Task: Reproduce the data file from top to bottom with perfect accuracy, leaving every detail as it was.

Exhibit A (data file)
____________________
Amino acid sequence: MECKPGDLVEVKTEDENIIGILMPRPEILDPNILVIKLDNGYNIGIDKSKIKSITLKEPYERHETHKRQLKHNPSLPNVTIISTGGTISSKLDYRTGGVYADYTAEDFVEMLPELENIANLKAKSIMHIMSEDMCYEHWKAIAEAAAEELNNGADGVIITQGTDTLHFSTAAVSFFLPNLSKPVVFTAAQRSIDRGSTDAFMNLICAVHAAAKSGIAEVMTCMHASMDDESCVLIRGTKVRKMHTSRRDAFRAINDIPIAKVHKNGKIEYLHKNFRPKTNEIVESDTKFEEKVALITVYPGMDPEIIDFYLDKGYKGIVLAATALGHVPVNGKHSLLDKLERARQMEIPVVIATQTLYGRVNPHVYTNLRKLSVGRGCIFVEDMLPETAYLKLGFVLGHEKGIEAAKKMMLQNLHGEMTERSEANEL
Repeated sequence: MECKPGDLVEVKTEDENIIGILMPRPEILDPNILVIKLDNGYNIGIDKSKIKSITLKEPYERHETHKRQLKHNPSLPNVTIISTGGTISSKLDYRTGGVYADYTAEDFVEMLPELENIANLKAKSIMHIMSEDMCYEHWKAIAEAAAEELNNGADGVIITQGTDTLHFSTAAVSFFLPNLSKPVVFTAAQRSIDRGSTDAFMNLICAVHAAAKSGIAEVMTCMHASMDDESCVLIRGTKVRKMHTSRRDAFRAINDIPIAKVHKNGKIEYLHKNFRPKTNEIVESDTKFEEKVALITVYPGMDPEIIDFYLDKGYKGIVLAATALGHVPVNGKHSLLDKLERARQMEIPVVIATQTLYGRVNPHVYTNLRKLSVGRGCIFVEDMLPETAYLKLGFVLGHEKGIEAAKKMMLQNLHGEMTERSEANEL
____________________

Amino acid sequence: MECKPGDLVEVKTEDENIIGILMPRPEILDPNILVIKLDNGYNIGIDKSKIKSITLKEPYERHETHKRQLKHNPSLPNVTIISTGGTISSKLDYRTGGVYADYTAEDFVEMLPELENIANLKAKSIMHIMSEDMCYEHWKAIAEAAAEELNNGADGVIITQGTDTLHFSTAAVSFFLPNLSKPVVFTAAQRSIDRGSTDAFMNLICAVHAAAKSGIAEVMTCMHASMDDESCVLIRGTKVRKMHTSRRDAFRAINDIPIAKVHKNGKIEYLHKNFRPKTNEIVESDTKFEEKVALITVYPGMDPEIIDFYLDKGYKGIVLAATALGHVPVNGKHSLLDKLERARQMEIPVVIATQTLYGRVNPHVYTNLRKLSVGRGCIFVEDMLPETAYLKLGFVLGHEKGIEAAKKMMLQNLHGEMTERSEANEL
Repeated sequence: MECKPGDLVEVKTEDENIIGILMPRPEILDPNILVIKLDNGYNIGIDKSKIKSITLKEPYERHETHKRQLKHNPSLPNVTIISTGGTISSKLDYRTGGVYADYTAEDFVEMLPELENIANLKAKSIMHIMSEDMCYEHWKAIAEAAAEELNNGADGVIITQGTDTLHFSTAAVSFFLPNLSKPVVFTAAQRSIDRGSTDAFMNLICAVHAAAKSGIAEVMTCMHASMDDESCVLIRGTKVRKMHTSRRDAFRAINDIPIAKVHKNGKIEYLHKNFRPKTNEIVESDTKFEEKVALITVYPGMDPEIIDFYLDKGYKGIVLAATALGHVPVNGKHSLLDKLERARQMEIPVVIATQTLYGRVNPHVYTNLRKLSVGRGCIFVEDMLPETAYLKLGFVLGHEKGIEAAKKMMLQNLHGEMTERSEANEL